KINGSTON, Ontario, Nov. 23 (UPI) -- Bloody red shrimp invading the Great Lakes may provide a new food source for fish and provide a method of controlling the Russian invader, a researcher said.
Hemimysis anomala, commonly known as bloody red shrimp after its bright red spots, are native to the Black Sea and Caspian Sea. The shrimp were discovered in Lake Michigan in 2006, having likely hitched a ride through the ballast water of a transoceanic ship, Ontario's Queen's University said Tuesday.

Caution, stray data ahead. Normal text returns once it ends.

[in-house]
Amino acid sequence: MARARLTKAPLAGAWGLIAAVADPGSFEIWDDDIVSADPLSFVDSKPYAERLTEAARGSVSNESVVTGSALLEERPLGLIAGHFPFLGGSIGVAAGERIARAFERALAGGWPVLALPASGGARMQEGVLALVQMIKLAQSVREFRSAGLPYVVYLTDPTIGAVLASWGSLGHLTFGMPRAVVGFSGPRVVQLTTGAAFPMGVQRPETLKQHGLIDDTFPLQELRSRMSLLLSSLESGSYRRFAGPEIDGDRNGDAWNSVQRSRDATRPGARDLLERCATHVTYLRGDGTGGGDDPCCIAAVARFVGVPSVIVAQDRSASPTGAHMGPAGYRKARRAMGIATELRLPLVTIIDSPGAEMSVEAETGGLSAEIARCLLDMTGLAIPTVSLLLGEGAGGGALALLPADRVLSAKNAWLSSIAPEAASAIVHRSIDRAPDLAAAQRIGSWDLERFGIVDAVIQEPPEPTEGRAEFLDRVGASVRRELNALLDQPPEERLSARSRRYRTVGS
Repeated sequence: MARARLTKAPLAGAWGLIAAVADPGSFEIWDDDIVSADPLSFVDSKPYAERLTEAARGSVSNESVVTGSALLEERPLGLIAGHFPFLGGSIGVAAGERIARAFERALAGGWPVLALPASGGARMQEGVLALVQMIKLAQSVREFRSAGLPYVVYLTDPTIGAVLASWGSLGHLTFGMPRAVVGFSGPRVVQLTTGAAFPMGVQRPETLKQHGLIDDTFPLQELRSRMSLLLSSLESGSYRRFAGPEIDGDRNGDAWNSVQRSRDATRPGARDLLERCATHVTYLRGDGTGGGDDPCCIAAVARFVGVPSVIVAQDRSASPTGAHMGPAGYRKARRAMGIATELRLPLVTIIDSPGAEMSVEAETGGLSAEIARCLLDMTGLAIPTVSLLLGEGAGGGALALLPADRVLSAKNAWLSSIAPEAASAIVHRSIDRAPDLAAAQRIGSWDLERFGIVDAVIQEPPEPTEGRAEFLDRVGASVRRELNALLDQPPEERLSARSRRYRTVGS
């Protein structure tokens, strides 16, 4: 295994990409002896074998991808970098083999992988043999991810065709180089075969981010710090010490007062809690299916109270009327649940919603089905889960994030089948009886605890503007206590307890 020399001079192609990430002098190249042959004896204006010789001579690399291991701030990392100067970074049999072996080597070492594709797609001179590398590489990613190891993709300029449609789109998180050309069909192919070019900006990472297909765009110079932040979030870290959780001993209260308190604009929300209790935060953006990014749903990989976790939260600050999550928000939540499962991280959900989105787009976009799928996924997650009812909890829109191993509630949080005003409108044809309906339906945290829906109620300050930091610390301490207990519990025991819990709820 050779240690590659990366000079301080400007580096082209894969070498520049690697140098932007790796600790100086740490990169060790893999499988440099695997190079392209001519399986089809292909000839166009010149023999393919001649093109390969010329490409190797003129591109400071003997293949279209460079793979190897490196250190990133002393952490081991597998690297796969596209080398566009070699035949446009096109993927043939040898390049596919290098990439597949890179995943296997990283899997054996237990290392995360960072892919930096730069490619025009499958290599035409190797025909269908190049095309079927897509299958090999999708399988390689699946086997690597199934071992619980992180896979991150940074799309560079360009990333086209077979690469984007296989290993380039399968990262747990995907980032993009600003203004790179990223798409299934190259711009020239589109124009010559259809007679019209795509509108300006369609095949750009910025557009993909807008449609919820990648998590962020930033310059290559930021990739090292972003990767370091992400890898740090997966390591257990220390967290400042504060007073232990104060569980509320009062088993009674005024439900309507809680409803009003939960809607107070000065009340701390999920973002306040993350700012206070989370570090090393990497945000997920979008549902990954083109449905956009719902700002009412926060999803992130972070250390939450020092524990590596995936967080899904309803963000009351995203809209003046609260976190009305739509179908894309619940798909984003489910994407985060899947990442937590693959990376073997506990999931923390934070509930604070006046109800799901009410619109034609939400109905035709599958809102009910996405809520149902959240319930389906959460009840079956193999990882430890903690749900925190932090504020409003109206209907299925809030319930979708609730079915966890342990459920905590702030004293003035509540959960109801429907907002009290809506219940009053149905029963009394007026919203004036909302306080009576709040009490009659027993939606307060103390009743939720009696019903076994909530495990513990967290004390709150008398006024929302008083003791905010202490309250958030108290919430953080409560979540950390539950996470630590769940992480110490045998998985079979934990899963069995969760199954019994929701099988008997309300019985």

"Forecasting how an invader will affect the growth and production of a specific native fish species is very relevant to conservation groups and government agencies hoping to conserve those fish," biology graduate student Mike Yuille said in a release.
Yuille said his research suggests several native fish species -- the round goby, yellow perch and alewife -- have incorporated the bloody red shrimp into their diet.
The findings will be published in the Journal of Great Lakes Research, the university said.